[Spellyans] Pronuncaiation

Janice Lobb janicelobb at gmail.com
Wed Jan 23 18:38:44 GMT 2013

You say that "gwellhe" is unattested, but maybe one could use "crefhe"
instead, which Boson did use in "Nebes geryow adro dhe Gernowek"

On Wed, Jan 23, 2013 at 11:06 AM, Nicholas Williams
<njawilliams at gmail.com>wrote:

> Incidentally the word *freth* is used by many to mean 'fluent' in a
> language. This goes back to Nance and is not really legitimate, I think. I
> have collected the following examples of *freth* in the texts:
> *In vn stevya oll y eth bys yn pylat o Iustis vn ezow zozo yn **freth**yndelma a leuerys
> *‘Hurryingly they all went to Pilate who was a justice; a Jew
> emphatically spoke thus to him…’ PA 239ab
> *lyuyreugh whet pan theugh mar **freth** pyv a whyleugh* ‘say again,
> since you come so eagerly, who is it you seek’ PC 1115-16
> *otte lour kunys gyne whythyns lemmyn pup yn **freth** neb na whytho
> grens fannye* ‘here I have a lot of firewood; now let everyone blow
> assiduously. Let him who doesn’t blow fan’ PC 1241-43
> *syr doctors rys yv theugh whet bys ma fo gurys an dywet certan gynen
> laufurye rak an harlot a geus **freth* ‘sir doctors you must still, until
> the end be achieved, indeed travel with us, for the scoundrel talks glibly’
> PC 1829-32
> *myl weth a uyth an dyweth me a’n te re synt iouyn ha hakere es an
> dalleth rak henna tus ervys **freth** gor th’y wythe atermyn* ‘a thousand
> times worse, I swear by St Jovyn, and nastier than the beginning, therefore
> send alert armed men to guard him in time’ RD 348-52
> *duen scon in ban then meneth ha why covsugh arluth **freth** dotho agis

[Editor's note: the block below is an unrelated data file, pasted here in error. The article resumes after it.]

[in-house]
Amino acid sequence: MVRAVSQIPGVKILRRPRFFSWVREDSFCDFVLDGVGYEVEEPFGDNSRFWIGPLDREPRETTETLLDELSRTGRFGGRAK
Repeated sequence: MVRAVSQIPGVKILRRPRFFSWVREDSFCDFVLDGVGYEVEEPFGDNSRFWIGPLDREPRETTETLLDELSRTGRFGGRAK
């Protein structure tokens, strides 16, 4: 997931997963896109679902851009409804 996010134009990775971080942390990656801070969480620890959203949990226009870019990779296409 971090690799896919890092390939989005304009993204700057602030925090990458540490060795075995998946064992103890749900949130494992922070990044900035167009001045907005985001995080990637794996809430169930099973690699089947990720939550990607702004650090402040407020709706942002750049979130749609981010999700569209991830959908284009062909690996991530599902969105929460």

> galarov* ‘let us go up the mountain soon and you, vigorous lord, tell him
> your grief’ BM 2533-35
> *Gwayt bos war a’th lavarow, fatel rylly gorthyby, rag **fregh** ew eff *‘Take
> care of your words, how you will answer, for he is impetuous’ BK 555-57
> *Bethans mar **freth** del vynho, nu’m bues owne a gows orto gans gweras
> Christ, arluth nef *‘Let him be as insistent as he wishes, I am not
> afraid to speak to him with the help of Christ, Lord of heaven’ BK 558-60
> *pur welcum ough genan ny del on guer **freth** in casow* ‘you are very
> welcome here with us as we are effective men in battles’ BK 1363-64
> *Me ew myghtern in Island, maga **freth** avel turand, corf ankengy ha
> dylys* ‘I am king in Iceland, as impetuous as a tyrant, a grim and
> unrestrained man’ BK 1449-52
> *Fers of ha **freth**. Penagel a’m sorr gans cam, ef a’n gevyth tebal-lam*‘I am fierce and impetuous. Whoever angers me wrongly will get a nasty
> shock’ BK 1473-75
> *Der gras Christ a’gen pernas, me, Modreth, a lever **freth**: Arthur a
> vyth guarthevyas ha’y yskerans ef a feth* ‘By the grace of Christ who
> redeemed us, I Modred, speak emphatically: Arthur will be victorious and he
> will vainquish his foes’ BK 1486-89
> *Hail, arluth fers, **freth** gans cletha!* ‘Hail, fierce lord, vigorous
> with the sword!’ BK 1771-72
> *Hayl, arluth **freth** ha gallasak! *‘Hail, impetuous, powerful lord!’
> BK 1780-81
> *Kynth ewa **freth**, settyough e coyt (elhas, soweth!) in dan e doyt *‘Though